I'm slipping up - only read 5 books this month. My excuse? The World Cup. Great, innit.
Anywho, here's what I read last month ...
Mr Mercedes – Stephen King
I just love me some Stephen King and yet again the man
kept me enthralled while I was inside the pages of his mind. Here, he switches
genre and we have a crime novel with a hugely engaging cast of (among others) a
retired cop and his misfit friends.
Societal misfits are a strong part of the book and by
having such character types at either side of the good versus evil divide, King
provides a fascinating counterpoint.
And extra kudos to a man who has had such an
extraordinarily successful and long career that he can reference his own work
within the pages of a new novel. Yup. Loved it.
Carnival of Shadows by R J Ellory
The blurb goes
Kansas, 1959. A travelling carnival appears overnight in the small town of
Seneca Falls, intriguing the townsfolk with acts of inexplicable magic and
illusion. But when a man's body is discovered beneath the carousel, with no
clue as to his identity, FBI Special Agent Michael Travis is sent to
And the scene is set for a book that tickles the intellect as well
as your emotions. Again, a fascinating mix of oddball characters with a strong
sense of time and place that Ellory combines with themes of trust, belief and
the common man versus governmental forces to wonderful effect.
The Star of Algiers by
Moussa Massy dreams of being a star. A Kabyle
singer in 1990s Algiers, Massy engages his audiences with a fusion of Arab and
African melodies with American pop music. At 36, he desperately wants to marry
his long-term fiancée and escape from the tiny apartment he shares with
thirteen other members of his family.
He's signed by one of the hottest
nightclubs in town and his dreams appear to be coming true. But this is
short-lived: when the fundamentalist Islamic group FIS is elected to power, the
city is enflamed with corruption and violence. As he fights to save his dreams
in a society steeped in fanaticism, Massy’s passion for music turns to rage.
In animated, clipped prose, The Star of Algiers
portrays the difficult truths of a country in persistent turmoil and vividly
shows the aptitude for despair and loathing of those who have nothing left to
Powerful and thought-provoking, particularly when given that this book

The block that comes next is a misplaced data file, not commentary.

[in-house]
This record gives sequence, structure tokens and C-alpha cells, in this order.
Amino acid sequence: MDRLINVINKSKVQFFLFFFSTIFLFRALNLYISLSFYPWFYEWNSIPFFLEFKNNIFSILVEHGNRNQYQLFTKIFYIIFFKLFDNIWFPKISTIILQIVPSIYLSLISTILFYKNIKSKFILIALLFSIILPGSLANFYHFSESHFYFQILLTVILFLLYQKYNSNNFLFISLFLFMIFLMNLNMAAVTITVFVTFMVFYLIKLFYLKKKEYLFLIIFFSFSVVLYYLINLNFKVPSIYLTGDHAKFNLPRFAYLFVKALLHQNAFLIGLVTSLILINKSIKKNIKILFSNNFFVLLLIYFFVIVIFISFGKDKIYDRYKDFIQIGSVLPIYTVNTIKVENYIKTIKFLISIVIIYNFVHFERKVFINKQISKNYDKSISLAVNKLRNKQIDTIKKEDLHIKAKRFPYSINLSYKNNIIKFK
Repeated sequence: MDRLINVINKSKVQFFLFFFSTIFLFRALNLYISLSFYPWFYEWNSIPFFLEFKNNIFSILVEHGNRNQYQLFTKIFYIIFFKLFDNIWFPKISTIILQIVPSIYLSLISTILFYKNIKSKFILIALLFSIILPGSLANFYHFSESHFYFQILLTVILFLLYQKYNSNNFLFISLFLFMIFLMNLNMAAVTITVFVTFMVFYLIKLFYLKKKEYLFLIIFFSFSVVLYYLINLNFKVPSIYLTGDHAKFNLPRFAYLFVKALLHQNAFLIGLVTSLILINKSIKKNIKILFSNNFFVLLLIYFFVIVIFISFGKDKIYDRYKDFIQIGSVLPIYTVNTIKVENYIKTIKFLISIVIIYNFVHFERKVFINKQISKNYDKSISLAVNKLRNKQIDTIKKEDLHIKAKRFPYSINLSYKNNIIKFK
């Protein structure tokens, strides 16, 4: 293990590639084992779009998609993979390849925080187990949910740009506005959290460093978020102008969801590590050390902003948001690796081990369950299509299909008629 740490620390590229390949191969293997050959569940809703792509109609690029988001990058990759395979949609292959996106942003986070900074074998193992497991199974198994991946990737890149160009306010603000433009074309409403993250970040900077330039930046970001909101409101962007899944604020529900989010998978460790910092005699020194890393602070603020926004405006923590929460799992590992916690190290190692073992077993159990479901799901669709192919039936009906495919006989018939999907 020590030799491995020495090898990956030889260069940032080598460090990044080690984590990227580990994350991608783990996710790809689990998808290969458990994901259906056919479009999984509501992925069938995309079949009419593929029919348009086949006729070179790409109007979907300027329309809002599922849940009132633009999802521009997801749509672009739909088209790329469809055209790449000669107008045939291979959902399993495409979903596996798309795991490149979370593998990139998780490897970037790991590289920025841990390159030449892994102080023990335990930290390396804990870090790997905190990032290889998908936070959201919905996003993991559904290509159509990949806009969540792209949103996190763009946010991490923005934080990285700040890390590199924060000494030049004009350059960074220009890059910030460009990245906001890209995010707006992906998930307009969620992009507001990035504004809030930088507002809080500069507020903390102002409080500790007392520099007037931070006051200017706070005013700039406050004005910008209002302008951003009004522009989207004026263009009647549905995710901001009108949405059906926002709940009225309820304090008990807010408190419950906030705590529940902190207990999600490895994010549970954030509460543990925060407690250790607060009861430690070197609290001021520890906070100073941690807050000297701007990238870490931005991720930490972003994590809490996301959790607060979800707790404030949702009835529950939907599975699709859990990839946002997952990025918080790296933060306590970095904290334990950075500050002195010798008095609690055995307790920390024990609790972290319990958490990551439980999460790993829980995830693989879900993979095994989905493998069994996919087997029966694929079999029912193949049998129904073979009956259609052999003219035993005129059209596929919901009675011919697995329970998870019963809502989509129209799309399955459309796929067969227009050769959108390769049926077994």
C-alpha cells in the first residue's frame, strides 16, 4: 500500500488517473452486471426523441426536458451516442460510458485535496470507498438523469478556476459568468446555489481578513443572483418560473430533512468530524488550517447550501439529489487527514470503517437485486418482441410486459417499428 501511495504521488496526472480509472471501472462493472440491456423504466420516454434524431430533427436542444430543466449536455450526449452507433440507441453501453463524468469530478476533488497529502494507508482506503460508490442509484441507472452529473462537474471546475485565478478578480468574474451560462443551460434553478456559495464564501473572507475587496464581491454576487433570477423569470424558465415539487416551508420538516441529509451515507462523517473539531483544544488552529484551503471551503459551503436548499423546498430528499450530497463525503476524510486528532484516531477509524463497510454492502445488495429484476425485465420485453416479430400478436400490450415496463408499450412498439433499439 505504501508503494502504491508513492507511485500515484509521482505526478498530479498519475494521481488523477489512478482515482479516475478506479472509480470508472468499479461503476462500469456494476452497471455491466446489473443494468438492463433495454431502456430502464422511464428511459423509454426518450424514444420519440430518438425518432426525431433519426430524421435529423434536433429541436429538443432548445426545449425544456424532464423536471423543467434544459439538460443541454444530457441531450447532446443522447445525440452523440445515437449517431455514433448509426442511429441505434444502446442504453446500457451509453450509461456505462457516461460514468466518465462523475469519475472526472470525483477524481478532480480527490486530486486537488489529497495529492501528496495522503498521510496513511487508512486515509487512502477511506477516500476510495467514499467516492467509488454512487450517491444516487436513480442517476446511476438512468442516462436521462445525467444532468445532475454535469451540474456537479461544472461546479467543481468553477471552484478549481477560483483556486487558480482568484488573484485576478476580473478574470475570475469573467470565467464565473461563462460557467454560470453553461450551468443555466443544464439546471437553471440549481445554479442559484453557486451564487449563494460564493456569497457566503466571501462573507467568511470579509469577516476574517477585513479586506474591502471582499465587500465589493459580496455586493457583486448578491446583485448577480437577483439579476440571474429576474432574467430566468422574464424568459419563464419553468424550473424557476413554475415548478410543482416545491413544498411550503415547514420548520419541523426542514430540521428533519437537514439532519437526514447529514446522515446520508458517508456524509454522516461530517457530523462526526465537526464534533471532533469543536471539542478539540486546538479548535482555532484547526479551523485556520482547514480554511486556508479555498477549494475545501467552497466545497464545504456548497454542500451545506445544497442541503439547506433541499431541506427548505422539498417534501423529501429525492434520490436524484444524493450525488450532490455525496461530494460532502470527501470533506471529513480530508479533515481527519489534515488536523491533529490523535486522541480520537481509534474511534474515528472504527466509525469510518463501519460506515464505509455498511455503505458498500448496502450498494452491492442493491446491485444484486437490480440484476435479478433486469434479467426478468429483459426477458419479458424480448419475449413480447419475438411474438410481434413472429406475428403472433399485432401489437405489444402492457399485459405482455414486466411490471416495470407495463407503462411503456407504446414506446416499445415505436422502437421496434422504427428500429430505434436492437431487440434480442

was published 12 years ago, and when daily news bulletins remind us that little
has changed – and we see the rise and rise of fundamentalism.
Suspicion – Joseph Finder
Danny's teenage daughter Abby is the light of his life. Her mother
died last year, and he is desperate to keep everything as normal as possible.
But the situation is bad. Danny can't afford the private school Abby adores,
and he can't bear to tell his daughter he has failed her.
By a stroke of luck, Danny meets Thomas Galvin, the
father of his daughter's best friend and one of the richest men in Boston. But
when Danny accepts a loan from him, the authorities turn up at his door. Now he
has a choice. Face prison, or become part of a sting operation to bring down
his new best friend – and one of the most dangerous men in the country.
A rollercoaster (excuse the cliché) wrapped up in the form of a
book – this is a great ride – an ordinary guy in an impossible situation which
has you constantly asking – what would I do? Perfect holiday reading
The Falcon Throne –
Karen Miller (release date 9 September ’14)
I do love me some epic fantasy and as a long-time fan of Karen
Miller I was keen to see what she would be up to next and boy has she come up
with another cracker.
Want warring families, loveable, but flawed heroes and villains
you will love to hate? Enjoy a plot with more twists and turns than a Tour De
France stage? (Sorry. It’s on the TV as I write this.) Form an orderly queue
My only quibble is that there was some skimming, but this was a
proof and hopefully will be tightened up before publication. Nonetheless, that
didn’t distract from what was
essentially great fun and a cracking read.
That's what I read this month - what have you been reading?